Saturday, July 24

What is fueling Russia’s mega fires?

Thousands of fires ravage large swaths of Russia each year, destroying forests and engulfing territories in acrid smoke.

Northeast Siberia has experienced particularly massive fires this summer amid record heat. Many other regions of the vast country have also fought forest fires.

These are some of the factors behind Russia’s endemic wildfires and their consequences.


In recent years, Russia has recorded high temperatures that many scientists regard as a clear result of climate change. The warm weather has caused the permafrost to melt and fuel an increasing number of fires.

Siberia’s vast Sakha-Yakutia region has experienced record temperatures this year during a long hot spell. The fires there so far have burned more than 1.5 million hectares (3.7 million acres) of land, making it the worst-hit region in Russia.

The fires have engulfed Yakutia’s cities, towns and villages in thick smoke, forcing authorities to briefly suspend all flights at the regional capital’s airport. The Russian Defense Ministry deployed its transport planes and helicopters to help put out the flames.

Fedot Tumusov, a member of the Russian parliament representing the region, called the fires “unprecedented.”


The forests that cover large areas of Russia make monitoring and quickly detecting new fires a daunting task.

In 2007, a federal aviation network that it oversaw was disbanded and its assets were turned over to regional authorities. The much-criticized change resulted in a rapid deterioration of the program.

Thousands of #Wildfires engulf vast swathes of #Russia every year, destroying forests and engulfing territories in acrid smoke.

Years later, the Russian government has reversed the measure and recreated the federal agency in charge of monitoring forests from the air. However, its resources remain limited, making it difficult to study the extensive forests of Siberia and the Far East of Russia.


While some wildfires are caused by lightning, experts estimate that more than 70% of wildfires are caused by people.

It’s often just a cigarette butt or an abandoned campfire, but there are other causes as well.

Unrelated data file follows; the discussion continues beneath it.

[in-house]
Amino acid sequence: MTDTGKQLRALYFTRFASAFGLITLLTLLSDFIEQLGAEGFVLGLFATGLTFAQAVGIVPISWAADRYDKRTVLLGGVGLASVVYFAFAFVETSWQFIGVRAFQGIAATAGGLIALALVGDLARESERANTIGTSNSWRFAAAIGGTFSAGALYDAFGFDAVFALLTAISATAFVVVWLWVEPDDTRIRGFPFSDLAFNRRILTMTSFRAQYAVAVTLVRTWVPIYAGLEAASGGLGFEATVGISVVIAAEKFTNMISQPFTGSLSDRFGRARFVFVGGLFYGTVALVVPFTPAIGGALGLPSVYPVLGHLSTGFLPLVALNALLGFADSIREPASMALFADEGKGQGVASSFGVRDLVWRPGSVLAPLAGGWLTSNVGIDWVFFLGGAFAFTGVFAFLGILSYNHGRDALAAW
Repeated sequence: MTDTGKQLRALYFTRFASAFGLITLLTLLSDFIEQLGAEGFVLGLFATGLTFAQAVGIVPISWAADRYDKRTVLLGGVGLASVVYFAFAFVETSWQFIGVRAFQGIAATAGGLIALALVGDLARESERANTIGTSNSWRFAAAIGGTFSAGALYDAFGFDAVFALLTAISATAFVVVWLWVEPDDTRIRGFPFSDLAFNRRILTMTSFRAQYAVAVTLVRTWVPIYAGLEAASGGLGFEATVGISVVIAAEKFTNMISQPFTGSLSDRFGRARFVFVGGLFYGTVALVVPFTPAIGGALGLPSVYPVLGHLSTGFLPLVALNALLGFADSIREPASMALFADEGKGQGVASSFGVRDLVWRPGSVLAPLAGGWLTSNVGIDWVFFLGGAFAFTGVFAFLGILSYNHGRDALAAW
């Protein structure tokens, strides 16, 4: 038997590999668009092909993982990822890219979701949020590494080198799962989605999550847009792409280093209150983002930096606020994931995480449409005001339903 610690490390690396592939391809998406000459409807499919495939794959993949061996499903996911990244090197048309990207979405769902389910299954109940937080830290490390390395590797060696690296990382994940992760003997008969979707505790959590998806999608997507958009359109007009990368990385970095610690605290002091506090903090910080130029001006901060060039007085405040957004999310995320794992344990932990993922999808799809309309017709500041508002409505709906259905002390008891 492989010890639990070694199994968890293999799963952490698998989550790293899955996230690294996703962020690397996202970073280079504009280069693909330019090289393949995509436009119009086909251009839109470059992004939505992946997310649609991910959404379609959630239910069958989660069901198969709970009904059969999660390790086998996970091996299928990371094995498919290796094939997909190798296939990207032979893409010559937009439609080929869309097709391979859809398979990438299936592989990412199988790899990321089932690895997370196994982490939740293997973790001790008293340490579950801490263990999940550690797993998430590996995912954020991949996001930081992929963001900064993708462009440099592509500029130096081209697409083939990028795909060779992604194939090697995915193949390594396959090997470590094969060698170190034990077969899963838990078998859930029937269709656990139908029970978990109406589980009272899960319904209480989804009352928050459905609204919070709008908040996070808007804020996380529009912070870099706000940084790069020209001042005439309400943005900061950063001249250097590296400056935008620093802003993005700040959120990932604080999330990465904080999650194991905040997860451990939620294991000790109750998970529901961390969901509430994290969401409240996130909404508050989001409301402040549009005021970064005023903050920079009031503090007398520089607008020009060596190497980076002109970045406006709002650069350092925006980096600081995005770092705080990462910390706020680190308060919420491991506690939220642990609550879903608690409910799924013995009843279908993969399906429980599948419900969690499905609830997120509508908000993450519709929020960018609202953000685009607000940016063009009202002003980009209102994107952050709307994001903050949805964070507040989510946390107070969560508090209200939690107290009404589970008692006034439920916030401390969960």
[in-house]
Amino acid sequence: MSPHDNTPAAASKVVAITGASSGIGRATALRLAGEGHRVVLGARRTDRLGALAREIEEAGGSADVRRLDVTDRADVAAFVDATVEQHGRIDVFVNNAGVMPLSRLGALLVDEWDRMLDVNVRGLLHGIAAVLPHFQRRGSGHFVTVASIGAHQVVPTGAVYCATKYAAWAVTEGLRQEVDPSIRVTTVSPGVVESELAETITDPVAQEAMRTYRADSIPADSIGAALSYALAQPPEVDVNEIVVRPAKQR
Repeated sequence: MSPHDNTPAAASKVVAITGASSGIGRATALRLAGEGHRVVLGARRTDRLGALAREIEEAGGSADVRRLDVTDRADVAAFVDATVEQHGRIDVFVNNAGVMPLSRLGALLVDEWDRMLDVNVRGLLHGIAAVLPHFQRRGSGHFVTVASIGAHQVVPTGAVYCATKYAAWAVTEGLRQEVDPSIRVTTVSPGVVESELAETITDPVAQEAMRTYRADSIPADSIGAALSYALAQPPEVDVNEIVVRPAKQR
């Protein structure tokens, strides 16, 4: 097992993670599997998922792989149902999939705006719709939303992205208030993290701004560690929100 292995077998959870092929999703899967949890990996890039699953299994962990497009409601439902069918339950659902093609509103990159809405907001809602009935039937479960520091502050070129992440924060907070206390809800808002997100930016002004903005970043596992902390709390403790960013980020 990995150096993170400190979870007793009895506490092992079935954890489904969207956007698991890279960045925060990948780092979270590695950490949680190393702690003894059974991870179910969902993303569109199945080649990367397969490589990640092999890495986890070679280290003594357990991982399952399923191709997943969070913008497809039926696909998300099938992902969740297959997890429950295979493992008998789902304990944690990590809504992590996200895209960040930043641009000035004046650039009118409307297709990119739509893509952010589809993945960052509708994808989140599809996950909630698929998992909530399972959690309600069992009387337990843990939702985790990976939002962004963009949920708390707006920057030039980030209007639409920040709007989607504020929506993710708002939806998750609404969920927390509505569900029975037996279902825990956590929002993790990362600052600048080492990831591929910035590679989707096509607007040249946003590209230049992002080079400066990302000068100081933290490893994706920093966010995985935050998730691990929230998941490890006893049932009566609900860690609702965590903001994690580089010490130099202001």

Authorities regularly carry out controlled burns, setting fires to clear the way for new vegetation and deprive unanticipated forest fires of fuel. But observers say such intentional burns are often poorly managed, sometimes setting off massive wildfires rather than helping contain them.

Farmers across Russia also use the same technique to burn grass and small trees due to regulations imposing fines for keeping them on farmland. These burns get out of control regularly.


Activists and experts say fires are often deliberately started to cover up evidence of illegal logging or to create new sites for logging under the false pretense of clearing burned areas.

Activists in Siberia and the Far East have denounced that most of these arsons are linked to companies that sell wood to a huge Chinese market and have called for a total ban on wood exports to China.

Officials have acknowledged the problem and vowed to tighten oversight, but Russia’s far-flung territory allows illegal activity to continue.

Critics point out that the 2007 forest code also handed control over to regional authorities and businesses, eroding centralized monitoring, fueling corruption and contributing to illegal logging practices that help start fires.


Russian law allows authorities to allow wildfires to burn in certain areas if the potential damage is deemed not to be worth the costs of containing the fires.

Critics have long attacked the provision, arguing that it encourages inaction by authorities and slows down firefighting efforts, thus often allowing a fire that could have been extinguished at relatively little cost to burn out of control. .

“Eventually they have to extinguish it anyway, but the damage and costs are unmatched,” said Mikhail Kreindlin of Greenpeace Russia.


Forest fires don’t just destroy trees; they also kill wildlife and can have consequences for human health by polluting the air.

Carbon emissions from fires and the destruction of forests, which are a major source of oxygen, eventually contribute to global warming and its potentially catastrophic impacts on the planet.

This year’s fires in Siberia have already emitted more carbon than the fires of some previous years, according to Mark Parrington, senior scientist at the European Center for Medium-Range Weather Forecasts.

Parrington said that the peat fires that are common in Siberia and many other regions of Russia are particularly damaging in terms of emissions because the peat has been absorbing carbon for tens of thousands of years.

“So you are releasing all that carbon into the atmosphere,” he said.

While they have pledged to abide by the Paris agreement on climate change, Russian officials often underscore the key role Russian forests play in slowing global warming. However, regular wildfires have the opposite effect, dramatically increasing carbon emissions.

“They emphasize that large areas are covered by forests but neglect the effect of greenhouse gas emissions resulting from fires,” said Greenpeace’s Kreindlin.

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